So, thinking that the import process had hosed the VMware VM, I had the bright idea that I would just recover the VMware VM from my Time Machine backups. I tried a backup from a couple of days before. No help. Then one from a week before. No help. Then an earlier one. Same result.
Then I started googling for help. One thing I saw in some forums was someone saying that Time Machine backups of virtual machines was not reliable. This was an unsubstantiated claim as far as I could tell, but interesting nonetheless.
Another thing I saw was where someone said VMware stores a file type of 3 in its settings instead of a file type of 7 for NTFS, and that editing this would fix the problem. Since I couldn’t figure out for sure what they were talking about, I didn’t try this.
After reading, and fuming, for about an hour, I decided to just boot up straight into the Boot Camp partition and forget about the virtual machines for a while. I needed to do my taxes, and I figured I could just do them on the Boot Camp partition.
But, it gave me the same message (or a similar one) that the virtual machines had given me. So, it appeared to me that my VMs had not been hosed: my Bootcamp partition had.
So, I got out the Windows startup disk, used it to boot into the C drive and ran CHKDSK /R … it ran for a long while. When it finished and I attempted a reboot into Bootcamp, the reboot message was that I was missing a DLL file.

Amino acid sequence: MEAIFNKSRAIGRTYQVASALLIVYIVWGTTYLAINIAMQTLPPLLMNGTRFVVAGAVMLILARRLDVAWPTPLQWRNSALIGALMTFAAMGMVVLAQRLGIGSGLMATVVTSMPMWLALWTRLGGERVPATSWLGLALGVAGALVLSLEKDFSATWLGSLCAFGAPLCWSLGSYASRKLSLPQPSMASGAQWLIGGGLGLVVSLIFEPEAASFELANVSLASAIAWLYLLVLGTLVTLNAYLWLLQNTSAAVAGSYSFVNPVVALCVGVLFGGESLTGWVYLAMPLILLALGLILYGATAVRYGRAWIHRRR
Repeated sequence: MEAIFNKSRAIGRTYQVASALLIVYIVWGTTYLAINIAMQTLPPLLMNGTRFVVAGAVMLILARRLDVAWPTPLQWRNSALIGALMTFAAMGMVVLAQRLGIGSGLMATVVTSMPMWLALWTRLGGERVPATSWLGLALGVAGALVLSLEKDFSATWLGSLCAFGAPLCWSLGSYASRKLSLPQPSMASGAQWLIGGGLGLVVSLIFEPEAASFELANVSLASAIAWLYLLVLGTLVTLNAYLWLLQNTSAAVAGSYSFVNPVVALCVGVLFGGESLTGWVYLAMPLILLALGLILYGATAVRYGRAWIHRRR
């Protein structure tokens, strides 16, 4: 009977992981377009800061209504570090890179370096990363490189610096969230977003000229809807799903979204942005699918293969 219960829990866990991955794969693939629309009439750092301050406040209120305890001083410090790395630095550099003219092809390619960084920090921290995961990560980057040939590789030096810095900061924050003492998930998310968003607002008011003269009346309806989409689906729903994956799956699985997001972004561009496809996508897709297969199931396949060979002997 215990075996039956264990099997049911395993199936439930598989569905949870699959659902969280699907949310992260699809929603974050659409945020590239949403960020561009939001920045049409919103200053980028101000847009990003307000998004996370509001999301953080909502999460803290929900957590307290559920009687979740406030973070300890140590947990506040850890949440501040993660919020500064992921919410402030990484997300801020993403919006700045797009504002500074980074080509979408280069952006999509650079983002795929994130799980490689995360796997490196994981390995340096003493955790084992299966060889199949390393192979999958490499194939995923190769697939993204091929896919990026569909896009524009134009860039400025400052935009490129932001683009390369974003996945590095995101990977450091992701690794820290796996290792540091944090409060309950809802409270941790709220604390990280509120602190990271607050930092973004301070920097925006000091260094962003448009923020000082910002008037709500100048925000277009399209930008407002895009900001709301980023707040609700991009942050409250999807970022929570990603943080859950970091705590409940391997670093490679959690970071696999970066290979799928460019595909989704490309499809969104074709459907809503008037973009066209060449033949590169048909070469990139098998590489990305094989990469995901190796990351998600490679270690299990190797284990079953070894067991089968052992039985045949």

So, I did the recovery disk thing again and recovered the missing DLL (using the expand command), and tried it again. It tried to boot, getting farther than it had before, but ultimately just hung up.
That’s when I decided to go ahead and get rid of the Bootcamp partition. But, before doing so, I wanted to at least get all of the data off the drive that I could, especially the tax files that I had started and my latest MS Money files. Fortunately, the Mac would let me access the drive, and I was able to copy all of the data files to a back up drive. So, even though the partition was not bootable, it was still readable.
Then, I wiped the Bootcamp partition and used Parallels Desktop 4 to install Windows afresh, with no Bootcamp partition (that is, strictly as a virtual machine). I’ve been very happy with this setup so far. Runs much faster than any other Windows setup I’ve had on the Mac before.
Now, in case you are thinking all of this is due to me having an NTFS formatting of the Bootcamp partition, I would caution that such a conclusion might not be true. It is possible, in my view, not being an expert, that this could have happened even if my Bootcamp partition had been FAT32. I do not know. I have not researched it and I am sure not going to experiment with it.
The fact that I had an NTFS partition is a data point, though, which you can consider as you do your own research regarding whatever your situation is or whatever arrangement you are thinking of trying.
Actually, if I had to make an unscientific wild-ass guess, it would be that the Parallels Desktop version 3 somehow messed with my setup. But, again, that is just a UWAG.
One final note: I am not promoting Parallels Desktop over VMware Fusion, or vice versa. I’ve really had good experience with both, overall.
Right now I am having a bit of difficulty with my printer and with Activesync using Parallels, though, and am wishing I had just stayed with VMware Fusion and hadn’t started down this rabbit hole.